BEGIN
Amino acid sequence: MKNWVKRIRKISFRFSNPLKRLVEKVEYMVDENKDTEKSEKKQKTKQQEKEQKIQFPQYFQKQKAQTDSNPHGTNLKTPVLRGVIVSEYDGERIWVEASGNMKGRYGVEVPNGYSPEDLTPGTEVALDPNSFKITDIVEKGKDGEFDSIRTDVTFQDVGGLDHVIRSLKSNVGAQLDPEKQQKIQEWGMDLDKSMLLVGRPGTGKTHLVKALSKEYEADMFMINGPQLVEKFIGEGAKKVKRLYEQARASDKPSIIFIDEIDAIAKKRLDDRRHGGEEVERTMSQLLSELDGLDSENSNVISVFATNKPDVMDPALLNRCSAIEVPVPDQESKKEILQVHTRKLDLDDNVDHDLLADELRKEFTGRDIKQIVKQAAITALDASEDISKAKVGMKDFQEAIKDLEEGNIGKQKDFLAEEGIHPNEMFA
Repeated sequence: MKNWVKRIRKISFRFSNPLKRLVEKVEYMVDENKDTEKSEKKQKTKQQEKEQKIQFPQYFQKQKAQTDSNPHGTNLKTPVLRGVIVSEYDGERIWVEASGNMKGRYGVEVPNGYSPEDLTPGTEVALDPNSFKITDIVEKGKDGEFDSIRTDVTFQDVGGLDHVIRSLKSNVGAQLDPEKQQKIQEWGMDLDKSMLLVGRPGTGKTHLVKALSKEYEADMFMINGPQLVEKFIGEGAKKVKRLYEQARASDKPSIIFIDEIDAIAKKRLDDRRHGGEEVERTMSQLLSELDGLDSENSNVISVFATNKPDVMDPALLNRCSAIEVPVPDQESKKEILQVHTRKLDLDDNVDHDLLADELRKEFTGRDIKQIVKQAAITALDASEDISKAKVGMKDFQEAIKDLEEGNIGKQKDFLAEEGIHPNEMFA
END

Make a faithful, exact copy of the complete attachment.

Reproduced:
Amino acid sequence: MKNWVKRIRKISFRFSNPLKRLVEKVEYMVDENKDTEKSEKKQKTKQQEKEQKIQFPQYFQKQKAQTDSNPHGTNLKTPVLRGVIVSEYDGERIWVEASGNMKGRYGVEVPNGYSPEDLTPGTEVALDPNSFKITDIVEKGKDGEFDSIRTDVTFQDVGGLDHVIRSLKSNVGAQLDPEKQQKIQEWGMDLDKSMLLVGRPGTGKTHLVKALSKEYEADMFMINGPQLVEKFIGEGAKKVKRLYEQARASDKPSIIFIDEIDAIAKKRLDDRRHGGEEVERTMSQLLSELDGLDSENSNVISVFATNKPDVMDPALLNRCSAIEVPVPDQESKKEILQVHTRKLDLDDNVDHDLLADELRKEFTGRDIKQIVKQAAITALDASEDISKAKVGMKDFQEAIKDLEEGNIGKQKDFLAEEGIHPNEMFA
Repeated sequence: MKNWVKRIRKISFRFSNPLKRLVEKVEYMVDENKDTEKSEKKQKTKQQEKEQKIQFPQYFQKQKAQTDSNPHGTNLKTPVLRGVIVSEYDGERIWVEASGNMKGRYGVEVPNGYSPEDLTPGTEVALDPNSFKITDIVEKGKDGEFDSIRTDVTFQDVGGLDHVIRSLKSNVGAQLDPEKQQKIQEWGMDLDKSMLLVGRPGTGKTHLVKALSKEYEADMFMINGPQLVEKFIGEGAKKVKRLYEQARASDKPSIIFIDEIDAIAKKRLDDRRHGGEEVERTMSQLLSELDGLDSENSNVISVFATNKPDVMDPALLNRCSAIEVPVPDQESKKEILQVHTRKLDLDDNVDHDLLADELRKEFTGRDIKQIVKQAAITALDASEDISKAKVGMKDFQEAIKDLEEGNIGKQKDFLAEEGIHPNEMFA